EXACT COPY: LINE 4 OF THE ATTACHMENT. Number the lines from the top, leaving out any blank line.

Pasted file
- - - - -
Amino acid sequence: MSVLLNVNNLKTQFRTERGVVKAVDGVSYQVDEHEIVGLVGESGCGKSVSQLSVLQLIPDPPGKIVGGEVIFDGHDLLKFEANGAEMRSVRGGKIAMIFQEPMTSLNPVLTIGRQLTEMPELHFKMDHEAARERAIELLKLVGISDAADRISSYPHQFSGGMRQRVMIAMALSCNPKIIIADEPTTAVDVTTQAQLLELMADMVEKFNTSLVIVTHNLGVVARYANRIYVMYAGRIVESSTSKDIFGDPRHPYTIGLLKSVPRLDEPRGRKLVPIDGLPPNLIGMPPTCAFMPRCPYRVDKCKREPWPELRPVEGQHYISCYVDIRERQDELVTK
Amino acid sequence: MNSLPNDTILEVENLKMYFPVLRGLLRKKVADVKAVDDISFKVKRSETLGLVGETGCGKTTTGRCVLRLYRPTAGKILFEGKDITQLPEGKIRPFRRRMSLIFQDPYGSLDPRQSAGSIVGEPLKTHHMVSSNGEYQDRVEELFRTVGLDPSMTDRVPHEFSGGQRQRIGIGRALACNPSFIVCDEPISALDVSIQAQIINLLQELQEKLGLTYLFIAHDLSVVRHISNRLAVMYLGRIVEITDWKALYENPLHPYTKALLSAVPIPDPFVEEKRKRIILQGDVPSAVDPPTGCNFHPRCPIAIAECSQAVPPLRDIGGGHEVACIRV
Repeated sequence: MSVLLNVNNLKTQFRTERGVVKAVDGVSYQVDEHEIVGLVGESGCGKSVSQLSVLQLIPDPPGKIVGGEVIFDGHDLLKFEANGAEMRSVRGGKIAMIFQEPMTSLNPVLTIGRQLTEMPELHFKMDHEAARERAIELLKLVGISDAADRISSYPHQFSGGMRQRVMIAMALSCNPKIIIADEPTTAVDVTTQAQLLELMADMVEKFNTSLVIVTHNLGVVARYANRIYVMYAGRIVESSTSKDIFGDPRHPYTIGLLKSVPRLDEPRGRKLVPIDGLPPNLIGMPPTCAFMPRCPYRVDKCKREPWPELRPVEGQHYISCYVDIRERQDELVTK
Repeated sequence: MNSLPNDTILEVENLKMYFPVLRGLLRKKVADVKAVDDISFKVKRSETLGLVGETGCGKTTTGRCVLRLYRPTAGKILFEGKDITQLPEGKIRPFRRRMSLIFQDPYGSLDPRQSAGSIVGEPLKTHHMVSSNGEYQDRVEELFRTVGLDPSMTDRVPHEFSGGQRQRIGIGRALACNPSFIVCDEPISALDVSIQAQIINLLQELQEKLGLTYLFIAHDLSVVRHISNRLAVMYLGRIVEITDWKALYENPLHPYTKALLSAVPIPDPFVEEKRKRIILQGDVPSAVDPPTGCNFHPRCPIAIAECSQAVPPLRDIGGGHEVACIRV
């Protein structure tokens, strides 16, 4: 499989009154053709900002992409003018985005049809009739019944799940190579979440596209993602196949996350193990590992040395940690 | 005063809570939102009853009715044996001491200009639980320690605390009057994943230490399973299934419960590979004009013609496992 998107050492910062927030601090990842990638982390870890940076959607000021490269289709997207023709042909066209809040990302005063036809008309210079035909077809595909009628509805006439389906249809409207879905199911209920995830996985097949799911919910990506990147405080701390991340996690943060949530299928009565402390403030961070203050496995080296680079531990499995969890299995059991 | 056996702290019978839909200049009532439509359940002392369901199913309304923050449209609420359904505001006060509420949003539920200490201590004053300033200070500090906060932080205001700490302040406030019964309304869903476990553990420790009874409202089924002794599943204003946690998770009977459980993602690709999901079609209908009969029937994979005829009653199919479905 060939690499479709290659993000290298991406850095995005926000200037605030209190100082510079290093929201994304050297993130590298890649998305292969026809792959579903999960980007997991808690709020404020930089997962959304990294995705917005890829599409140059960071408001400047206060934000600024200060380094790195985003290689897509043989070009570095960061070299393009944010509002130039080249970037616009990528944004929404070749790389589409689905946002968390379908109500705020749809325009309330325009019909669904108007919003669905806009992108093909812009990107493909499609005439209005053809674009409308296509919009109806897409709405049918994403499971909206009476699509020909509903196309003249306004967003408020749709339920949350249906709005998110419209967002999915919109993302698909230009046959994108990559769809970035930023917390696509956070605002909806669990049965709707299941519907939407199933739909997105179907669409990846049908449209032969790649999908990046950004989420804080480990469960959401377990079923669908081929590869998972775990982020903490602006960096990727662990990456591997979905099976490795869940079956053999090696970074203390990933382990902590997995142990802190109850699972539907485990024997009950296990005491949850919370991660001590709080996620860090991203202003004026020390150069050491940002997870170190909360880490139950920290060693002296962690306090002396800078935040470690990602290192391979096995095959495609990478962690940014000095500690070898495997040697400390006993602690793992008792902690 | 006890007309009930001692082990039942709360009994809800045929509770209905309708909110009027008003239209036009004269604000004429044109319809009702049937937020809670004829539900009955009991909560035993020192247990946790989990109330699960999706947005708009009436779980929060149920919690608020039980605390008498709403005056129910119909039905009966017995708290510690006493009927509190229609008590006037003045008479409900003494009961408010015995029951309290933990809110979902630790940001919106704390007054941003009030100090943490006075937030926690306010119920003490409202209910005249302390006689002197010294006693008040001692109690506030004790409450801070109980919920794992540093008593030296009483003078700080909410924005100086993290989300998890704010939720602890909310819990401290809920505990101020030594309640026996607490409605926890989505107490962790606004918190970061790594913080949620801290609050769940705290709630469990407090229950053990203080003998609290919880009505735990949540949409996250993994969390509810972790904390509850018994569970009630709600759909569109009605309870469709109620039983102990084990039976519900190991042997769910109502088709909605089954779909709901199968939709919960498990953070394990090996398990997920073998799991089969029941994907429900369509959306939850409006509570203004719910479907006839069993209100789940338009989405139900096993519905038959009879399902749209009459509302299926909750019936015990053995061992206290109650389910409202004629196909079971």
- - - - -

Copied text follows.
Repeated sequence: MNSLPNDTILEVENLKMYFPVLRGLLRKKVADVKAVDDISFKVKRSETLGLVGETGCGKTTTGRCVLRLYRPTAGKILFEGKDITQLPEGKIRPFRRRMSLIFQDPYGSLDPRQSAGSIVGEPLKTHHMVSSNGEYQDRVEELFRTVGLDPSMTDRVPHEFSGGQRQRIGIGRALACNPSFIVCDEPISALDVSIQAQIINLLQELQEKLGLTYLFIAHDLSVVRHISNRLAVMYLGRIVEITDWKALYENPLHPYTKALLSAVPIPDPFVEEKRKRIILQGDVPSAVDPPTGCNFHPRCPIAIAECSQAVPPLRDIGGGHEVACIRV